|Scholarly books by the poets Tony Bolden and Evie Shockley|
There's rightly considerable conversation about creative communities and interactions among poets. They frequently coordinate writing workshops and readings together. They also study in common schools and retreats and publish together in anthologies. By contrast, the creative and artistic sides of scholarly communities are less visible, well, that is, unless the scholarship is also being produced by poets.
[Related: 15 Scholarly Books on African American Poetry]
A number of the scholars who write about African American poetry are themselves poets. Eugene B. Redmond, Aldon Nielsen, Tony Bolden, Evie Shockley, Melba Boyd, William J. Harris, Kevin Young, Meta DuEwa Jones, Lorenzo Thomas, and more are all published poets as well as authors of scholarly books.
Poet-scholars, essayist-poets, and reviewer-poets have a long history in the field. Langston Hughes's "The Negro Artist and the Racial Mountain," Larry Neal's "Th Black Arts Movement" and "Any Day Now," and Carolyn Rodgers's series of articles on poetry for Negro Digest / Black World are a few essays that stand out in African American literary history. Poets Nikki Giovanni, Kalamu ya Salaam, Jerry W. Ward, Jr., Elizabeth Alexander, Keith Gilyard, and C. Liegh McInnis have produced numerous essays as well. And of course, there's the looming figure Amiri Baraka, author of poems, books on music, plays, short stories, you name it.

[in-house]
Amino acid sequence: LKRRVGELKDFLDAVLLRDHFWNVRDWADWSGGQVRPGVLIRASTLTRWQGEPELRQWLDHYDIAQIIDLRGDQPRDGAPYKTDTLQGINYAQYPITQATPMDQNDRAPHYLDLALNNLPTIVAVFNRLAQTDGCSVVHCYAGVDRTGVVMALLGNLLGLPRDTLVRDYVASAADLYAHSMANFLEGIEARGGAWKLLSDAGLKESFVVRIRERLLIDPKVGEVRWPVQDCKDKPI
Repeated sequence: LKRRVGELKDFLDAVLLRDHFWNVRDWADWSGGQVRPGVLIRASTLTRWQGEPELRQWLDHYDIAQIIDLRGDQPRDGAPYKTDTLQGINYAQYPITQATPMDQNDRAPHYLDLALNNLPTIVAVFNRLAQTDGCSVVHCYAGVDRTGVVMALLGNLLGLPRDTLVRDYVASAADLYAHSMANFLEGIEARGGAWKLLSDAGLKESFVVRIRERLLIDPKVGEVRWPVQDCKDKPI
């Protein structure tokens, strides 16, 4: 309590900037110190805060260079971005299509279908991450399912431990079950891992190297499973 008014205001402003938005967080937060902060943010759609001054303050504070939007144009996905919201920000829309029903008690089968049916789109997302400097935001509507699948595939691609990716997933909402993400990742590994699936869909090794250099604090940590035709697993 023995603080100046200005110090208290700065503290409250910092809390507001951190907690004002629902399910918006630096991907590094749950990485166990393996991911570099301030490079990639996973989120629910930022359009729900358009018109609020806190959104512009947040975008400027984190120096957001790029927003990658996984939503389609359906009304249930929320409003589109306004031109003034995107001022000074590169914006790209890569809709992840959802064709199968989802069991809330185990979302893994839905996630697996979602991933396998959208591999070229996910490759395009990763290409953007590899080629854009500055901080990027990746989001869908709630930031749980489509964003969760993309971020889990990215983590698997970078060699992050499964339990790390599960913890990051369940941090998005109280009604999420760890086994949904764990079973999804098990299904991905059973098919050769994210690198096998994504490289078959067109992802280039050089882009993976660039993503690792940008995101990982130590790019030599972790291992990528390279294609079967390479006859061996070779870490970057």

Early on in my work as an artist, I viewed myself as a poet. But for years now, I've devoted most of my creative energies to mixed media poetry exhibits, web design projects, photography, and black studies public humanities activities. Nonetheless, I continue to draw inspiration from models like Hughes, Neal, and Rodgers, and from regular interactions with communities of scholar-artists.
The folks I associate with who are primarily poets are, in general, especially knowledgeable about developments in contemporary poetry and the experiences and activities of fellow poets. For the most part, the folks who are primarily scholars are knowledgeable about intellectual histories, the value of archival work, and scholarship in particular areas. There are necessarily disconnects concerning values, writing styles, and topics of interest among scholars and artists, aside from those, mentioned above, who are artist-scholars.
Despite the emergence of a few creative writing Ph.D. programs here and there and the widespread promotion of "interdisciplinary" work in the academy, disconnects between scholars and contemporary poets seem likely to persist. Professional demands can often create distance between people occupying different fields. The presence of that distance is one reason why the works of scholar-poets or poet-scholars are even more important.
• Black Intellectual Histories
Great observations -- It's well worth noting that many of the poet/critics you mention constitute a community themselves, organizing panels and conferences (think of Bolden's Funk Symposia, or example), reading each other's works and supporting one another's efforts -- Much like an ongoing, international, virtual workshop --
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